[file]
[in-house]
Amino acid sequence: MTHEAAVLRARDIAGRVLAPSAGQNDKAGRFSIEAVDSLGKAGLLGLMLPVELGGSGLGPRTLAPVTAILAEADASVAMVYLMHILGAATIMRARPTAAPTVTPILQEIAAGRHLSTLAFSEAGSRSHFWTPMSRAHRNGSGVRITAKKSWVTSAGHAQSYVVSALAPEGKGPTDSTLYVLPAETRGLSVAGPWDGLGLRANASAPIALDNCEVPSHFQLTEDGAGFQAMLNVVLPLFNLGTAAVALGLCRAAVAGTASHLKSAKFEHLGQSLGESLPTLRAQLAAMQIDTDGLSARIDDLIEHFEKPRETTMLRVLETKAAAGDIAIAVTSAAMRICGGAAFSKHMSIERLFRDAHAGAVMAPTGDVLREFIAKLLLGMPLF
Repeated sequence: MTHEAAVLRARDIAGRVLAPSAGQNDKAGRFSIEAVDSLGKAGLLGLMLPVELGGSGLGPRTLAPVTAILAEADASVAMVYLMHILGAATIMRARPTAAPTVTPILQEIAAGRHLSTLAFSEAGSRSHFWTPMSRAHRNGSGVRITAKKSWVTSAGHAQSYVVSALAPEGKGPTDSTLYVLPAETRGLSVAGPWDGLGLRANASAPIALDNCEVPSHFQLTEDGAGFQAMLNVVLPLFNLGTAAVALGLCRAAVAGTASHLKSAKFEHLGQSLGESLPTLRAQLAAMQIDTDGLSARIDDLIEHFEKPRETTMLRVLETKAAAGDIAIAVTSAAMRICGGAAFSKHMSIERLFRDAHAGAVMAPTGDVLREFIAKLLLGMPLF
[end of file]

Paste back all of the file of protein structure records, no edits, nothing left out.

[in-house]
Amino acid sequence: MTHEAAVLRARDIAGRVLAPSAGQNDKAGRFSIEAVDSLGKAGLLGLMLPVELGGSGLGPRTLAPVTAILAEADASVAMVYLMHILGAATIMRARPTAAPTVTPILQEIAAGRHLSTLAFSEAGSRSHFWTPMSRAHRNGSGVRITAKKSWVTSAGHAQSYVVSALAPEGKGPTDSTLYVLPAETRGLSVAGPWDGLGLRANASAPIALDNCEVPSHFQLTEDGAGFQAMLNVVLPLFNLGTAAVALGLCRAAVAGTASHLKSAKFEHLGQSLGESLPTLRAQLAAMQIDTDGLSARIDDLIEHFEKPRETTMLRVLETKAAAGDIAIAVTSAAMRICGGAAFSKHMSIERLFRDAHAGAVMAPTGDVLREFIAKLLLGMPLF
Repeated sequence: MTHEAAVLRARDIAGRVLAPSAGQNDKAGRFSIEAVDSLGKAGLLGLMLPVELGGSGLGPRTLAPVTAILAEADASVAMVYLMHILGAATIMRARPTAAPTVTPILQEIAAGRHLSTLAFSEAGSRSHFWTPMSRAHRNGSGVRITAKKSWVTSAGHAQSYVVSALAPEGKGPTDSTLYVLPAETRGLSVAGPWDGLGLRANASAPIALDNCEVPSHFQLTEDGAGFQAMLNVVLPLFNLGTAAVALGLCRAAVAGTASHLKSAKFEHLGQSLGESLPTLRAQLAAMQIDTDGLSARIDDLIEHFEKPRETTMLRVLETKAAAGDIAIAVTSAAMRICGGAAFSKHMSIERLFRDAHAGAVMAPTGDVLREFIAKLLLGMPLF